ADAR2 catalyses the deamination of adenosine to inosine at the GluR2 Q/R site in the pre-mRNA encoding the critical subunit of AMPA receptors. Among ADAR2 substrates this is the vital one as editing at this position is indispensable for normal brain function. However, the regulation of ADAR2 post-translationally remains to be elucidated. We demonstrate that the phosphorylation-dependent prolyl-isomerase Pin1 interacts with ADAR2 and is a positive regulator required for the nuclear localization and stability of ADAR2. Pin1−/− mouse embryonic fibroblasts show mislocalization of ADAR2 in the cytoplasm and reduced editing at the GluR2 Q/R and R/G sites. The E3 ubiquitin ligase WWP2 plays a negative role by binding to ADAR2 and catalysing its ubiquitination and subsequent degradation. Therefore, ADAR2 protein levels and catalytic activity are coordinately regulated in a positive manner by Pin1 and negatively by WWP2 and this may have downstream effects on the function of GluR2. Pin1 and WWP2 also regulate the large subunit of RNA Pol II, so these proteins may also coordinately regulate other key cellular proteins.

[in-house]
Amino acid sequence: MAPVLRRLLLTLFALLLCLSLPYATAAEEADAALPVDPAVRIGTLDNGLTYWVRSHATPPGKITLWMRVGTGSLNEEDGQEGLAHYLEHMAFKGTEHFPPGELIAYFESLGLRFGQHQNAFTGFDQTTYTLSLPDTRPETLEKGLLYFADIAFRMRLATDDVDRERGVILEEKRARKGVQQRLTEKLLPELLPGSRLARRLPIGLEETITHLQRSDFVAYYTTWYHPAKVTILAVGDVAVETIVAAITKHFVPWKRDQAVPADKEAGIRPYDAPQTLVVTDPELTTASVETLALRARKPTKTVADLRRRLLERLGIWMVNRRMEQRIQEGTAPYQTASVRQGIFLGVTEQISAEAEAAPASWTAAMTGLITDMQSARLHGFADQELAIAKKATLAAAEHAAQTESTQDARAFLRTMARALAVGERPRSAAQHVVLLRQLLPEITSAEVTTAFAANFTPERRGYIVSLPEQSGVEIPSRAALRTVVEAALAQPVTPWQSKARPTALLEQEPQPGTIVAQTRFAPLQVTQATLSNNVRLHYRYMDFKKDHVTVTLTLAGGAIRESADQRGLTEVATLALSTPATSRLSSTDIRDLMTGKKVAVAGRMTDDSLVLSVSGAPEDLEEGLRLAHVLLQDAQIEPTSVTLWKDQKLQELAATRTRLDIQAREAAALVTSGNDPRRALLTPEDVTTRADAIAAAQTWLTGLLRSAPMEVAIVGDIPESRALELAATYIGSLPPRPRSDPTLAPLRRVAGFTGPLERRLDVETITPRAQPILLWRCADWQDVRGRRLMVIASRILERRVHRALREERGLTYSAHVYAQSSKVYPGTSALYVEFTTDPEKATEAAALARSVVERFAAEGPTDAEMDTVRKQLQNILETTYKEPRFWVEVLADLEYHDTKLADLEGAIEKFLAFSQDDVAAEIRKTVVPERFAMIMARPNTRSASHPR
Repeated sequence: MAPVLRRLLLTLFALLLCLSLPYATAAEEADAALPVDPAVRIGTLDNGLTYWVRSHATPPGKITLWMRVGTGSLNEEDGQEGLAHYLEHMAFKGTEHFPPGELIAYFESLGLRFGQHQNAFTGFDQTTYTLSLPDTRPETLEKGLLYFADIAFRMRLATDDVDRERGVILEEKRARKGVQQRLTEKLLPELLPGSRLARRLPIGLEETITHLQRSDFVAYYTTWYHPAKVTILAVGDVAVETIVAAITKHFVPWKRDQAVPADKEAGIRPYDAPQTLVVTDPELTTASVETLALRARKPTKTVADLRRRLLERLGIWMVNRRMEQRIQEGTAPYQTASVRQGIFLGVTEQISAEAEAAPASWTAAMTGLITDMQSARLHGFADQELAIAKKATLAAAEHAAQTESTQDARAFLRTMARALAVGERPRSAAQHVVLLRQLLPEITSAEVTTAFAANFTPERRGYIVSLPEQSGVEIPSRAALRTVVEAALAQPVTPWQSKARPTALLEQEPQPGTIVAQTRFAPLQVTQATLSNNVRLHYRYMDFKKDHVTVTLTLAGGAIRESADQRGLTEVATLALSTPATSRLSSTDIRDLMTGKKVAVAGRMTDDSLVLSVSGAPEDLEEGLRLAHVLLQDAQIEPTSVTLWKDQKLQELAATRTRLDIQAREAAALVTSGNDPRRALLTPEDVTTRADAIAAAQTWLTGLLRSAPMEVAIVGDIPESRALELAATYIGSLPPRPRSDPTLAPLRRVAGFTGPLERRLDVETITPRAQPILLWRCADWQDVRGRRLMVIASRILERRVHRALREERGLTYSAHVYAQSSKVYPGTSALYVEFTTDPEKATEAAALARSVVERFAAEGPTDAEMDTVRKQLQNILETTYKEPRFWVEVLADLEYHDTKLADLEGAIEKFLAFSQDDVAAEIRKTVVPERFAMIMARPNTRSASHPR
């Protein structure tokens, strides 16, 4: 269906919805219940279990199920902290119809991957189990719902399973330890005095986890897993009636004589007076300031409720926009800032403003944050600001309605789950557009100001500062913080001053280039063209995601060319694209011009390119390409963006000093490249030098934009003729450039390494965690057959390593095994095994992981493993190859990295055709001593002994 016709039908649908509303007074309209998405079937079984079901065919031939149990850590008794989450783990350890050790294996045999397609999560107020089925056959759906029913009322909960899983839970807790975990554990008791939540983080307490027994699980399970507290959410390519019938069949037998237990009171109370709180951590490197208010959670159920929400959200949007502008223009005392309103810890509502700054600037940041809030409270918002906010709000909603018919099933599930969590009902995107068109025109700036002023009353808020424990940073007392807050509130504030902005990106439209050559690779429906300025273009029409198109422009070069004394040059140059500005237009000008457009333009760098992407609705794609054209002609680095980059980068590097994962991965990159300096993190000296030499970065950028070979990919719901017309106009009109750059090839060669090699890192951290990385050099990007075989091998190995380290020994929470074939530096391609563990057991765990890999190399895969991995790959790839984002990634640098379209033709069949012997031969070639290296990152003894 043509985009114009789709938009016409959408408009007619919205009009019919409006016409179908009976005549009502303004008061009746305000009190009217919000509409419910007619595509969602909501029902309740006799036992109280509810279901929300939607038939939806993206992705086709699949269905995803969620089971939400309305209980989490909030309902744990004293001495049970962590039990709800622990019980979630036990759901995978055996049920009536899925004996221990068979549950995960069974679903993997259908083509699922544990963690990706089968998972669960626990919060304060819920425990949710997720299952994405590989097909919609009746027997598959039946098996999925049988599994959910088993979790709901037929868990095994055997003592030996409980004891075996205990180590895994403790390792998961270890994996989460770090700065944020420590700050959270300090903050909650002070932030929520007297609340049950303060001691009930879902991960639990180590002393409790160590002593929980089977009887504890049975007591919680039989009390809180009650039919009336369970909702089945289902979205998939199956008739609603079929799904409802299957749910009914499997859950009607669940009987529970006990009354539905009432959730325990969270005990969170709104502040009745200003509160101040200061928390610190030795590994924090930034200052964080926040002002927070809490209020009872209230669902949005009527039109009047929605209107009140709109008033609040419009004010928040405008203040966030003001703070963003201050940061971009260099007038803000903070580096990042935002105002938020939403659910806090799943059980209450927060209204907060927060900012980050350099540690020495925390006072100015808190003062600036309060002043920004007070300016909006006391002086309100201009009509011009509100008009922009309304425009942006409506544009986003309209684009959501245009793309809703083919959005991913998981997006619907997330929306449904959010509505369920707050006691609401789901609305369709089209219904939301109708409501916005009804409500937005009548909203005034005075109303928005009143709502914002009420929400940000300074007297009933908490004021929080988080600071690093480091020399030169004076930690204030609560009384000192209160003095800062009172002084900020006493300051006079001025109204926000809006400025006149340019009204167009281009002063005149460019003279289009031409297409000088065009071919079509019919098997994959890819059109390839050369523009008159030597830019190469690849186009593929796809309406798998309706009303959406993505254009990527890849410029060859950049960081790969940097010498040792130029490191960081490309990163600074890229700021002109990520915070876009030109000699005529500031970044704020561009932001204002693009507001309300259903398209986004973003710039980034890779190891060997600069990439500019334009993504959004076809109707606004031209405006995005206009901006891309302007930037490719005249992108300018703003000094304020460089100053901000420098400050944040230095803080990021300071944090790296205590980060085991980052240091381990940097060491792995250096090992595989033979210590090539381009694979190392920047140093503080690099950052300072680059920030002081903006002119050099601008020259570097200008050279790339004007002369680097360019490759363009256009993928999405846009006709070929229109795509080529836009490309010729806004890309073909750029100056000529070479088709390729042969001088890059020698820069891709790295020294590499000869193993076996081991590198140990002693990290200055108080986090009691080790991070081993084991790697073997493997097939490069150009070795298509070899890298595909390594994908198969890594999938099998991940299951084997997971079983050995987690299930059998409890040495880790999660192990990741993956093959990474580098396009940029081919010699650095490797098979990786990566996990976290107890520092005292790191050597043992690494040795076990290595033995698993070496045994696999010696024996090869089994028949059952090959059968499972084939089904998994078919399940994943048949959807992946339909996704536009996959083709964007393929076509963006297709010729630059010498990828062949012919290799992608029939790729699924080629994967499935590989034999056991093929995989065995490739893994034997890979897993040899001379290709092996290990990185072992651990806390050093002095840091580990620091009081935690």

ADAR2; GluR2; Pin1; RNA editing; WWP2
LRRK2 (leucine-rich repeat protein kinase 2) is mutated in a significant number of Parkinson's disease patients, but still little is understood about how it is regulated or functions. In the present study we have demonstrated that 14-3-3 protein isoforms interact with LRRK2. Consistent with this, endogenous LRRK2 isolated from Swiss 3T3 cells or various mouse tissues is associated with endogenous 14-3-3 isoforms. We have established that 14-3-3 binding is mediated by phosphorylation of LRRK2 at two conserved residues (Ser910 and Ser935) located before the leucine-rich repeat domain. Our results suggests that mutation of Ser910 and/or Ser935 to disrupt 14-3-3 binding does not affect intrinsic protein kinase activity, but induces LRRK2 to accumulate within discrete cytoplasmic pools, perhaps resembling inclusion bodies. To investigate links between 14-3-3 binding and Parkinson's disease, we studied how 41 reported mutations of LRRK2 affected 14-3-3 binding and cellular localization. Strikingly, we found that five of the six most common pathogenic mutations (R1441C, R1441G, R1441H, Y1699C and I2020T) display markedly reduced phosphorylation of Ser910/Ser935 thereby disrupting interaction with 14-3-3. We have also demonstrated that Ser910/Ser935 phosphorylation and 14-3-3 binding to endogenous LRRK2 is significantly reduced in tissues of homozygous LRRK2(R1441C) knock-in mice. Consistent with 14-3-3 regulating localization, all of the common pathogenic mutations displaying reduced 14-3-3-binding accumulated within inclusion bodies. We also found that three of the 41 LRRK2 mutations analysed displayed elevated protein kinase activity (R1728H, ~2-fold; G2019S, ~3-fold; and T2031S, ~4-fold). These results provide the first evidence suggesting that 14-3-3 regulates LRRK2 and that disruption of the interaction of LRRK2 with 14-3-3 may be linked to Parkinson's disease.